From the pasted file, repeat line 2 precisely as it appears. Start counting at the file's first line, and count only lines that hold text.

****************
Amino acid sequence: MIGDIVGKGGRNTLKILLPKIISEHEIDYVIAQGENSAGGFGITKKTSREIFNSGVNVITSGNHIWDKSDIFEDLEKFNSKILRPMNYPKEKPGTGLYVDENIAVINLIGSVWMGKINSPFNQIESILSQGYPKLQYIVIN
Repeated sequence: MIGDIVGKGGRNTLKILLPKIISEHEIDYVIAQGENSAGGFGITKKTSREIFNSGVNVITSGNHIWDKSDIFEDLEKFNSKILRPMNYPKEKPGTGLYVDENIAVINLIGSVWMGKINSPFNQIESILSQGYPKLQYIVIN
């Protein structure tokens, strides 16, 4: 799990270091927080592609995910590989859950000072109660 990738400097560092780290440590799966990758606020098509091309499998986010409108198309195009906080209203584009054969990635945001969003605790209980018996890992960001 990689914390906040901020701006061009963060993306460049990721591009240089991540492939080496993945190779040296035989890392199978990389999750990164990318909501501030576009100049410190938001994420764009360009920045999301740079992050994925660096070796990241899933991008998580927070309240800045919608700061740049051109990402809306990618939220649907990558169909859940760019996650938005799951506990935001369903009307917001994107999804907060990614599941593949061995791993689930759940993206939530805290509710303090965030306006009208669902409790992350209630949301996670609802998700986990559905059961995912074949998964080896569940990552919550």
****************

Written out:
Repeated sequence: MIGDIVGKGGRNTLKILLPKIISEHEIDYVIAQGENSAGGFGITKKTSREIFNSGVNVITSGNHIWDKSDIFEDLEKFNSKILRPMNYPKEKPGTGLYVDENIAVINLIGSVWMGKINSPFNQIESILSQGYPKLQYIVIN